Other issues being addressed include accepting the staff's recommendation not to put a new stop sign in Hidden Brook, but encouraging the staff to work with residents on other ways to improve safety at the intersection of concern at Windy Way and Hathaway. We discussed the recently awarded pool maintenance grant and the grant for a heating project at the MACC, discussed and agreed to oppose the recently proposed water rate increase by Tennessee-American, reviewed our attorney's contractual agreement to be sure it was consistent with his position with the City of Chattanooga and approved a much appreciated offer by Mr. Tom Poteet to offer space for a police training center. We met with a resident of Palisades Rd. about fire hydrants which the City of Chattanooga is going to place there (we provide the water, but it is in Chattanooga city limits and they will pay for the hydrants) and discussed how to proceed with placing some of our natural areas into a conservation easement. Finally, we reviewed and approved the agenda for next week's regular Monday night Town council meeting.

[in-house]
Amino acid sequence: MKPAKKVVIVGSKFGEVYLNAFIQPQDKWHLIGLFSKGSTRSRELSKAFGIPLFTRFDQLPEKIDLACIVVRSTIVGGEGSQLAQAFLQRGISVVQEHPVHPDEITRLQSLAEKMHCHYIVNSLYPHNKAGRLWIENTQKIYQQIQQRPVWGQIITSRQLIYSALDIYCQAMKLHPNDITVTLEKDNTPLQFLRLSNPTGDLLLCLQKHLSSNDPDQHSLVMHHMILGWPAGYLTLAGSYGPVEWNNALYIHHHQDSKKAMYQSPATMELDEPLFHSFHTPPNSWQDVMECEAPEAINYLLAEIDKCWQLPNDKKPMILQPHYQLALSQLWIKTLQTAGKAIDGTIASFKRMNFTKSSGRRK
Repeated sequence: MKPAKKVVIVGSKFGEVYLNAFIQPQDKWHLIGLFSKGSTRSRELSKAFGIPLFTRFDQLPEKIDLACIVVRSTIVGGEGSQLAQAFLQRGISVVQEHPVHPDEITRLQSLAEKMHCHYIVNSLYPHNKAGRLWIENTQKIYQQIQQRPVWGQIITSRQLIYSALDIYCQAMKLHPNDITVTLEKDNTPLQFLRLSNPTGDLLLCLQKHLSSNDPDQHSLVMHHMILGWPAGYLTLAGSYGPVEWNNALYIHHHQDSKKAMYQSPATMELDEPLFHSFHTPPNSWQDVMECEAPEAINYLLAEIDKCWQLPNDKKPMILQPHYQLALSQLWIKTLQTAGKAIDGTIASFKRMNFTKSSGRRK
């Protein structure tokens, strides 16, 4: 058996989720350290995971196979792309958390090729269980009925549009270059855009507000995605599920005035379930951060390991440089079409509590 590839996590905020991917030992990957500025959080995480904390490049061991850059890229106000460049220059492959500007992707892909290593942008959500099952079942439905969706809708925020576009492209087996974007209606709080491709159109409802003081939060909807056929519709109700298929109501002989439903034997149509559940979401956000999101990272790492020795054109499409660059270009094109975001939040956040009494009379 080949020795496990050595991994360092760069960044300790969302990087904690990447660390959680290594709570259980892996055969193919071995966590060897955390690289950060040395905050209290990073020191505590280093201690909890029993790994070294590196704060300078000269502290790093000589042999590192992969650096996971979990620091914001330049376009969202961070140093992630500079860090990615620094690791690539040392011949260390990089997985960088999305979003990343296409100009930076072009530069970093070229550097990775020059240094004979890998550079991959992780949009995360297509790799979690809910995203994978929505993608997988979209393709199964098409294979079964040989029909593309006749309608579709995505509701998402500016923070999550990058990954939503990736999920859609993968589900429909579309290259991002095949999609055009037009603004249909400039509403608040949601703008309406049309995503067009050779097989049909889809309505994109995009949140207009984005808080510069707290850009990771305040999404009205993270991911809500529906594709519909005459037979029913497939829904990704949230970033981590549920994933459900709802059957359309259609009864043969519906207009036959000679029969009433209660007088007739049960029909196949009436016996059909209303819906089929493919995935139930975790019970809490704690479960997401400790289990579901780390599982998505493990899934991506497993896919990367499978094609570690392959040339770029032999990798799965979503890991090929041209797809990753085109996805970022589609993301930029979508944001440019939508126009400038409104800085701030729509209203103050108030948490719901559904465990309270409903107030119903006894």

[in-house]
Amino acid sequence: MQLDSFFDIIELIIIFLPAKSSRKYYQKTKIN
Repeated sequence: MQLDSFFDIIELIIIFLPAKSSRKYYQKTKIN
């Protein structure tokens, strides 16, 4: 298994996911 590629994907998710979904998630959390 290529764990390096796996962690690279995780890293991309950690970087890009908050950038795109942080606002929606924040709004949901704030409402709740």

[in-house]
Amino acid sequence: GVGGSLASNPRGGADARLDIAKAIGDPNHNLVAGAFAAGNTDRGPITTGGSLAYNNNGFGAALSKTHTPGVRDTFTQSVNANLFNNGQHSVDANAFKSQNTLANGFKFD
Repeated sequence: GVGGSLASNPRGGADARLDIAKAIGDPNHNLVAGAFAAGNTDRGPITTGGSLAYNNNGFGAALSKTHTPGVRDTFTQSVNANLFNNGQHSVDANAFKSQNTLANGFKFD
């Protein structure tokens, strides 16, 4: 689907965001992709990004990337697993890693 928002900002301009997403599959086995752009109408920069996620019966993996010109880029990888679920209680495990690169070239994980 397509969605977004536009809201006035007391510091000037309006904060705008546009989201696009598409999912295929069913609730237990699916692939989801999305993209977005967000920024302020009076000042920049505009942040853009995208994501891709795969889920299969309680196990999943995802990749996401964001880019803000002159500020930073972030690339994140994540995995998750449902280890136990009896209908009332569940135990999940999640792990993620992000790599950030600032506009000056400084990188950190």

Whew! Pretty good, huh!? So, please don't dispair. While politics are alive and well in Signal Mountain, so is competent governance.

Sunday, October 03, 2010

One last time...